I really enjoyed using the Alpha during the review period, however the processor issues were a bit of a wet blanket on a premium feeling device, among other issues you can read about below with the battery.
To start off, the 2.1 front-facing camera is so bad they might as well have left this phone without one. Indoor lighting conditions bring a constant yellow tinge to selfies and everything looks distorted, noisy, or just awful in most shots taken. In direct sunlight it performs like an average front-facing, but I could not get this thing to work well indoors for the life of me.
The 12-megapixel shooter is a gorgeous addition to the Alpha and paired with the snappy software of Samsung, it was splendid to use. It’s also just really fast. There is no lag whatsoever when taking photos. Just be sure to turn of all of Samsung’s slightly over-the-top features first. Image stabilization delays taking photos and “Beautify,” a Samsung standby feature that airbrushes subjects, has always been annoying and stupid. Colors were always vibrant, hyper-contrasted, and simply clean looking. I’d compare it well to the Amazon Fire Phone camera and the iPhone 5 models. Samsung did this one right. Check out our slideshow above.
The Alpha is running Android 4.4.4 KitKat and has Samsung’s usual Galaxy skin (TouchWiz)over it. The Alpha comes with all of Samsung’s favorite apps including My Magazine (made by Flipboard), a bit like HTC’s BlinkFeed. Swipe left and you’ll be able to select every publication and topic you want to read on a daily basis and keep updated with your favorites. Unlike BlinkFeed, I actually don’t like My Magazine and wanted to remove it without much avail. AT&T’s plethora of bloatware is also included.
The rest of Samsung’s Galaxy skin remains the same per usual. The two-finger swipe settings menu is still there, allowing you access to almost any setting you could ask for. Smart Stay, Screen Mirroring, and all those standby Samsung features are still here, remaining about as useless to the average consumer as always. The capacitive buttons next to the home button are “back” and the “recent key.” Like most phones, the recent key brings you a list of all of your open applications and makes for quick access when multi-tasking. I use this constantly on most of my devices, and Samsung makes it easy enough to use. Close enough to stock Android, you can trash an app with a swipe and scroll up and down to find one you want to go back to.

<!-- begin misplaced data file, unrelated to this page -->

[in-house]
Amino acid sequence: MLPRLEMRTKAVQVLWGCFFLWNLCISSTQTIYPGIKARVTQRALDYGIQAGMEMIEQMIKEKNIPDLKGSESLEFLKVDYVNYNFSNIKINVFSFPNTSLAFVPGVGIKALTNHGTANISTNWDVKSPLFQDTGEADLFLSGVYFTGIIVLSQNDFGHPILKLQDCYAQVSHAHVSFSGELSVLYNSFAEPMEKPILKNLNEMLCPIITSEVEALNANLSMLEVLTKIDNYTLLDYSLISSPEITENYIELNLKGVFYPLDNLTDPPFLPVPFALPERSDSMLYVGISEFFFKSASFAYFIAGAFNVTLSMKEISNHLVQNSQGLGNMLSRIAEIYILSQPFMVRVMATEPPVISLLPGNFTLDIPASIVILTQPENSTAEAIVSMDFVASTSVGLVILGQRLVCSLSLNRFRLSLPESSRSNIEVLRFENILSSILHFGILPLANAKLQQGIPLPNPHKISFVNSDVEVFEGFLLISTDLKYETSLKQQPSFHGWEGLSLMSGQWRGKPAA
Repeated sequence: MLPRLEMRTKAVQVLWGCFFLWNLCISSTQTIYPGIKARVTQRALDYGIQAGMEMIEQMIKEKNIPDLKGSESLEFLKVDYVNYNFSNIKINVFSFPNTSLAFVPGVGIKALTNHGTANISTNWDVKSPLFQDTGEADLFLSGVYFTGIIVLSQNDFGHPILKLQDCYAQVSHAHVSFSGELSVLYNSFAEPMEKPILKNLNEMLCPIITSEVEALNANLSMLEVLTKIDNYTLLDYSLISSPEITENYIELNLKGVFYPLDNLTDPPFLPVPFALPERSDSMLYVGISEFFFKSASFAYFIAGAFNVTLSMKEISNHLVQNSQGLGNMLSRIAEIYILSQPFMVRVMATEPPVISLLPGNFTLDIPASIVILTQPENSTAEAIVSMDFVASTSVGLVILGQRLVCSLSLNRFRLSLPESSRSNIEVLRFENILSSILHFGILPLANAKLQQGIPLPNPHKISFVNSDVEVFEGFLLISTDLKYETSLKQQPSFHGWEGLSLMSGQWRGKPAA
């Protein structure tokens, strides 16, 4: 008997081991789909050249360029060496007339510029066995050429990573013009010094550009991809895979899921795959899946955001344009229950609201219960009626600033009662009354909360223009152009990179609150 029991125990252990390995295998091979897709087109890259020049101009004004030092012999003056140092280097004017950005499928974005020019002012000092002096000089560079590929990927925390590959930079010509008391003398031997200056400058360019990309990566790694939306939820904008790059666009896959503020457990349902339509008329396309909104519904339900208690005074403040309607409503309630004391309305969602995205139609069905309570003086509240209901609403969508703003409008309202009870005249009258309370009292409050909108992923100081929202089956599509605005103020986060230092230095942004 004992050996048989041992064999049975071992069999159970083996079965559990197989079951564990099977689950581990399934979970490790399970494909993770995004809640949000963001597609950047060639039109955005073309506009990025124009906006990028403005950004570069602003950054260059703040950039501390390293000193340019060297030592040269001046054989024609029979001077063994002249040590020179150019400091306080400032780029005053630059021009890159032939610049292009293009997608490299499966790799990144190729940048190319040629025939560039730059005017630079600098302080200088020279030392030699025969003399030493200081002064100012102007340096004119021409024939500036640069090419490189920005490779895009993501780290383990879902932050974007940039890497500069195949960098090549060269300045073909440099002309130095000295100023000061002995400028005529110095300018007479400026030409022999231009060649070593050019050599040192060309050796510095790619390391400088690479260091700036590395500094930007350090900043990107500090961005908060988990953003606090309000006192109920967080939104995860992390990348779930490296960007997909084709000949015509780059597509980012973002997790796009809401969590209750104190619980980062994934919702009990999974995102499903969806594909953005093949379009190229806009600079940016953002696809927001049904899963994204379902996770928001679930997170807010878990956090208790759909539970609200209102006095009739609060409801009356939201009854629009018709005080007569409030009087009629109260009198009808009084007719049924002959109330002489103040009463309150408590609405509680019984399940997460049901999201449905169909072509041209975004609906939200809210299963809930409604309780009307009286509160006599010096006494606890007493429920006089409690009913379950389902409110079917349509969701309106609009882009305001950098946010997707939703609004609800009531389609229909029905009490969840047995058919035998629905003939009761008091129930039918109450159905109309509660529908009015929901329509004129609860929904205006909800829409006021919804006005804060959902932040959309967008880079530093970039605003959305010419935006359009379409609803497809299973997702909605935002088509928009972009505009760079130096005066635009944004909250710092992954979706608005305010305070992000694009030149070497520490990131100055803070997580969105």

S Voice and S Health are also included with this phone. S Voice is able to be set up with the Home button, but, I chose to use Google Now as my personal assistant instead. S Health is probably Samsung’s best software thanks to its ability to track all of your exercise data from multiple tools in one place. The pedometer is something I used daily to check my daily activities and the heartrate monitor is a fun gimmick to show friends or check your livelihood after a hefty workout.
The battery on the Alpha is only a 1860 mAh li-ion, which is nowhere near as powerful as the 2800 mAh bettery housed in the 5.1″ Samsung Galaxy S5. However, paired with the two battery saving modes available, the juice from this phone can be extended for some time. Nevertheless, on average, a day and a half was about the longest I could get from the device. 1860 mAh is very small for all of the tasks we put our smartphones through these days. Snapchat, Instagram, and constant Facebook browsing can deplete this device quickly, and it’s not exactly a surprise. Thankfully, if you still really liked the design of this phone, Samsung’s removable backing makes it just as easy to replace the battery when its kicked. Don’t expect wonders on battery life with this device. For real battery lovers, you’re better off with the S5, the HTC M8, or the Galaxy Note 4, which houses a whopping 3220mAh battery.
Let me state this again if I haven’t before. I’ve never been a fan of Samsung products. I find them to look bulky, rounded, cheap, massively large, or really just unattractive. Yet the Samsung Galaxy Alpha is anything but. And that’s because it’s only 4.7″, has beautiful brushed aluminum edges and honestly looks and feels a lot like the original iPhone 4, albeit slimmer. I really loved using this device. The rear camera and its software work magnificently, the screen is as gorgeous as any other Samsung AMOLED, and this device just feels great in your hand. However, there are some problems with it that can’t be overlooked. Slight glitching in software and lag in responsiveness was an ever-present problem with the meager ARM processor. In addition, the front-facing camera is horrible in most lighting, and the battery is hard pressed to make it over a day and a half, even using battery saving features. This slightly cheaper model in the Galaxy lineup is a great phone and would work well for anyone who isn’t terribly concerned with the latest tech, specs, or selfies. You can get one for yourself at AT&T for $199.99 on contract or for $20.43/mo with AT&T Next.